‘Peace process is rock solid’

Deputy First Minister Martin McGuinness. (1109MM12)
Deputy First Minister Martin McGuinness. (1109MM12)
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Deputy First Minister Martin McGuinness has called on dissident republicans to listen to the people of Derry and abandon their campaign of violence.

In a wide-ranging interview, the republican leader said the majority of the people of Derry want peace and prosperity for the city.

He also said that the current strategy of the dissident groups will not succeed and that the peace process is “rock solid.”

His comments come following a number of attacks on his home and a verbal attack on his wife. He also claimed there has been a campaign of threats and assaults against Sinn Féin activists and their homes by dissident republicans in recent months.

“There have been attacks on Sinn Féin activists in the Creggan estate, Mitchel McLaughlin’s house has been attacked in the past and now over the course of recent times there have been a number of threats and attacks made against myself.

“My home was attacked by paint and on another occasion, three young people were frightened off by neighbours while trying to throw stones from a neighbour’s back garden,” he said.

Mr McGuinness insisted, however, that he will not be deterred by threats from any quarter. “It does not have any effect on me an individual. Whatever about some of the nonsense going on it pales in comparison to the pressures myself and the people of this city endured over decades.

“What obviously is concerning is that some of these people think it is a good idea to target my family, and I think that is a particularly cowardly way for people to behave.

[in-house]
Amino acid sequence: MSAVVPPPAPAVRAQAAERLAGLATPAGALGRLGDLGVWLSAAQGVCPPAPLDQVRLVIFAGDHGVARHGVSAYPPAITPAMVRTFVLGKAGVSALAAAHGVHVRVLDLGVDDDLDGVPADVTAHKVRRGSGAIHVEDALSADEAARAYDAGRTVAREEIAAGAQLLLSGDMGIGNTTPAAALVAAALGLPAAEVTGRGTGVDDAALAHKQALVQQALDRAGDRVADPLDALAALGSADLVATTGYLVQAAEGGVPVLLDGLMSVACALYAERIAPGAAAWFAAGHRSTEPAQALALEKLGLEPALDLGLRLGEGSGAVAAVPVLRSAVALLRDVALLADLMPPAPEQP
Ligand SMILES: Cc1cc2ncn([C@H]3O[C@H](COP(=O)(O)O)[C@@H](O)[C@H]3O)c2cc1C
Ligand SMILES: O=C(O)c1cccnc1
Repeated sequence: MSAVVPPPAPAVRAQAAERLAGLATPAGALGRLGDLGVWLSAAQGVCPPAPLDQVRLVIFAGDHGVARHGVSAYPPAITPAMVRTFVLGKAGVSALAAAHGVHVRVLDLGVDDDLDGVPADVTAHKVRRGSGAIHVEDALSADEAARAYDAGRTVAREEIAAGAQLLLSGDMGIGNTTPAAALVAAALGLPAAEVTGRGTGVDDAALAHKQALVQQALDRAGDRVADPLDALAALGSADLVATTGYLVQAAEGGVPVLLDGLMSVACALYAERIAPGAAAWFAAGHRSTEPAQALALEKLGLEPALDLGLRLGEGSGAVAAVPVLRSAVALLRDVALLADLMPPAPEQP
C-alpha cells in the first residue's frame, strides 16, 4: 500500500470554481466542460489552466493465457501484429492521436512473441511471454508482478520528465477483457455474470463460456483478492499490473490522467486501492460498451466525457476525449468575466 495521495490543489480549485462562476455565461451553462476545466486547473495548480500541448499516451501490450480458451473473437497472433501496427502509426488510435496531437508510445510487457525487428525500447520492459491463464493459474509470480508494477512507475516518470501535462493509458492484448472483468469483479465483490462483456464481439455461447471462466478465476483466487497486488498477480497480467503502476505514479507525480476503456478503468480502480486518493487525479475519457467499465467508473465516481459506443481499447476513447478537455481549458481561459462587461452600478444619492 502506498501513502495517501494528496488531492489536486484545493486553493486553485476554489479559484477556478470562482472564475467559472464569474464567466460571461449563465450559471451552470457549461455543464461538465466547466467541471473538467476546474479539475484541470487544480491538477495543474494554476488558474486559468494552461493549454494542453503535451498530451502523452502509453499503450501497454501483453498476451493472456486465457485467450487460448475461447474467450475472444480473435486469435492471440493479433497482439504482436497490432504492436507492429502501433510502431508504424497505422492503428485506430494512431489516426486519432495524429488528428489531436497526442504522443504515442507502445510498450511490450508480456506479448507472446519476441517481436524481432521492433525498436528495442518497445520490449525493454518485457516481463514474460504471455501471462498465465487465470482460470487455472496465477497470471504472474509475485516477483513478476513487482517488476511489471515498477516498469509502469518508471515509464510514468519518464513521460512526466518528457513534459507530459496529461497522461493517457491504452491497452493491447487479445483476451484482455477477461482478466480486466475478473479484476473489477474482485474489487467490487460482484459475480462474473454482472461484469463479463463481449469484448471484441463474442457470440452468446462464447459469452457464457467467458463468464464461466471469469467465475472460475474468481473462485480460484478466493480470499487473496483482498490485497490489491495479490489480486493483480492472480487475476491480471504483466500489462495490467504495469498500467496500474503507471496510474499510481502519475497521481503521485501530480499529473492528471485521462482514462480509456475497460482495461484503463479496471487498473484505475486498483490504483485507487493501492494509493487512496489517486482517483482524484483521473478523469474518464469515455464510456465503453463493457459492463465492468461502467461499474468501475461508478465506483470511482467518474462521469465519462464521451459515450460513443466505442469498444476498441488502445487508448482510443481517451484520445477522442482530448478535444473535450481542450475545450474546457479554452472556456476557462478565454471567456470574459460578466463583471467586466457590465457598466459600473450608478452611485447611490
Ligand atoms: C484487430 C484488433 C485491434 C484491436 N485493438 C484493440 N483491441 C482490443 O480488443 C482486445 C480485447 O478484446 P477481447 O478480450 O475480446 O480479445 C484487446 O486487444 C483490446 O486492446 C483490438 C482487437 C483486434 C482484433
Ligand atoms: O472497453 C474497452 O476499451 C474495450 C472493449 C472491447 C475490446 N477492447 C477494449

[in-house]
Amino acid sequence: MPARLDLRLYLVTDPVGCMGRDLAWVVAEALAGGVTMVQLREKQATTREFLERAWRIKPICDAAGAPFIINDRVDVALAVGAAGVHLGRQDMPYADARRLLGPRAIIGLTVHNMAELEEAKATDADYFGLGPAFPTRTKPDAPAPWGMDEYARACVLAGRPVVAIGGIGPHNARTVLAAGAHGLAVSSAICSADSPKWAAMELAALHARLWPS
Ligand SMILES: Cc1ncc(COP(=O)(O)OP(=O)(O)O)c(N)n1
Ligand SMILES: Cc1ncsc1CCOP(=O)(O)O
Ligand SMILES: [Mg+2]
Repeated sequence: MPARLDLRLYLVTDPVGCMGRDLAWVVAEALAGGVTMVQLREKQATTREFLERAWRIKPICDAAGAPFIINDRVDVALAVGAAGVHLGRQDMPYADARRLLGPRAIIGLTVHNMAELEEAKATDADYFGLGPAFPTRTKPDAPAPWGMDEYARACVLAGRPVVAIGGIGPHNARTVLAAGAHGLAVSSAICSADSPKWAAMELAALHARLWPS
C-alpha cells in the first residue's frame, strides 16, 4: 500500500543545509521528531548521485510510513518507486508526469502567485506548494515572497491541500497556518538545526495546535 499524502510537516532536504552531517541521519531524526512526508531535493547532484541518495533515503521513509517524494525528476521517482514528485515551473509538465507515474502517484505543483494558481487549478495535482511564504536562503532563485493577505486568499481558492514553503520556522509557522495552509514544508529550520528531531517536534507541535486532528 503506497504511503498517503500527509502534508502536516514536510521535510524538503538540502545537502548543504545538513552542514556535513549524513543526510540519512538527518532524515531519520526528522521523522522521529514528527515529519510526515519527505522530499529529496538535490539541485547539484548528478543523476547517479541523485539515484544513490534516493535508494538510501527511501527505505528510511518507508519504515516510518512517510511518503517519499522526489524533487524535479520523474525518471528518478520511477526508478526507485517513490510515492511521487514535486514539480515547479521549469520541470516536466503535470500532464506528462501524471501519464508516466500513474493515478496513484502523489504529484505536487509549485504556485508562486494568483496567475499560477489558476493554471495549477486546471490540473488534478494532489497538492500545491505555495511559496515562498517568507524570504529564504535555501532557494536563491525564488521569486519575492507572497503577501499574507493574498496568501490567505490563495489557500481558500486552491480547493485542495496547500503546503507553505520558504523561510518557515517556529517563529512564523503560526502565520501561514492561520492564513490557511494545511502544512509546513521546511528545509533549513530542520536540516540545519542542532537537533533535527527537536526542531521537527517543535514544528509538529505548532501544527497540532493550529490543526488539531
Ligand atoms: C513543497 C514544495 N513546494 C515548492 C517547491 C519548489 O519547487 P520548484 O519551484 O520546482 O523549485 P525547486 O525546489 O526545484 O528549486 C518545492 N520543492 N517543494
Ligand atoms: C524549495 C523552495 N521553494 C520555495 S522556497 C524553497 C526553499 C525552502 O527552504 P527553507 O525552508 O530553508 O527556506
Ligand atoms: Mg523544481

“The people who are involved in this and egging those on who are doing it need to catch themselves on and realise that there is no support whatsoever for this sort of activity,” he added.

Mr McGuinness said he is prepared to meet with dissident republicans, and revealed that he has held talks with individuals he described as being “hostile to the peace process” in the past.

“I don’t have a problem with people who are politically opposed to what I am doing. I would defend to the bitter end anybody’s right to disagree with me and to manifest that in legitimate and political ways.

“I can defend to anybody the decisions I made over the last 20 years and my involvement in the peace process as Sinn Féin chief negotiator.

“I have repeatedly made my position clear that I am prepared to talk to anybody. I have made that offer on countless occasions and it has not been taken up.

“The only time it was close to being taken up was in the aftermath of the burning of Sean Dolans gaelic club in Creggan whenever it appeared that some of these people appeared to be distressed that some of their membership may have been involved in that.

“There was an occasion when I had an opportunity to talk to two people who are hostile to the peace process. I made my position clear, and there is no backwater with me in confronting anyone who wants to plunge us back to the past. I made it clear that they have no support.